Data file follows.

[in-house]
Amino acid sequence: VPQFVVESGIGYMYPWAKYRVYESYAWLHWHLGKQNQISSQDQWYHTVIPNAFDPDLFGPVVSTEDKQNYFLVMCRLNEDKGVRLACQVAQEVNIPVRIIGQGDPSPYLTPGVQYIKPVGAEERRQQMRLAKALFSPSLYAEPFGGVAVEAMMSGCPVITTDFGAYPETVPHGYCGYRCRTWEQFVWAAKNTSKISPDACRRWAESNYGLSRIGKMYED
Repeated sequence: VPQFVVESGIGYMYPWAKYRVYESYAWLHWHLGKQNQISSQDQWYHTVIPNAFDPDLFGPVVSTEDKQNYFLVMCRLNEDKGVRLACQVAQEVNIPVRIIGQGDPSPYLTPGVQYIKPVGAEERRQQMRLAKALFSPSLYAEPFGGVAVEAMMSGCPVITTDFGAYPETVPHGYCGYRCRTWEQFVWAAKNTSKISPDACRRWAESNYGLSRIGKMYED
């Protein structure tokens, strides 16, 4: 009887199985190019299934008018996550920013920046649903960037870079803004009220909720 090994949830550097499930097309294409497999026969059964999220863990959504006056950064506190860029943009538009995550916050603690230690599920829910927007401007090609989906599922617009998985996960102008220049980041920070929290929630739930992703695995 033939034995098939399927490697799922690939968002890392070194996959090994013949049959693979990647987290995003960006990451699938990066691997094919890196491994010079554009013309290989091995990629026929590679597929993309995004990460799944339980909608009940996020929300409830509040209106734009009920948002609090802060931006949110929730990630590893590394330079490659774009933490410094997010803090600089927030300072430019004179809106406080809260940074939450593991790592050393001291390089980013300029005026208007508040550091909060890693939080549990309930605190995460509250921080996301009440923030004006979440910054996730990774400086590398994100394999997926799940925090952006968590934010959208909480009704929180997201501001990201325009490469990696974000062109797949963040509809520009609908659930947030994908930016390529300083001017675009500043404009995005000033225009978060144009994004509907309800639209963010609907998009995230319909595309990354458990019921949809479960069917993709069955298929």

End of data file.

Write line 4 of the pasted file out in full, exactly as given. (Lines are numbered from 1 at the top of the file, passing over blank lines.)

């Protein structure tokens, strides 16, 4: 009887199985190019299934008018996550920013920046649903960037870079803004009220909720 090994949830550097499930097309294409497999026969059964999220863990959504006056950064506190860029943009538009995550916050603690230690599920829910927007401007090609989906599922617009998985996960102008220049980041920070929290929630739930992703695995 033939034995098939399927490697799922690939968002890392070194996959090994013949049959693979990647987290995003960006990451699938990066691997094919890196491994010079554009013309290989091995990629026929590679597929993309995004990460799944339980909608009940996020929300409830509040209106734009009920948002609090802060931006949110929730990630590893590394330079490659774009933490410094997010803090600089927030300072430019004179809106406080809260940074939450593991790592050393001291390089980013300029005026208007508040550091909060890693939080549990309930605190995460509250921080996301009440923030004006979440910054996730990774400086590398994100394999997926799940925090952006968590934010959208909480009704929180997201501001990201325009490469990696974000062109797949963040509809520009609908659930947030994908930016390529300083001017675009500043404009995005000033225009978060144009994004509907309800639209963010609907998009995230319909595309990354458990019921949809479960069917993709069955298929």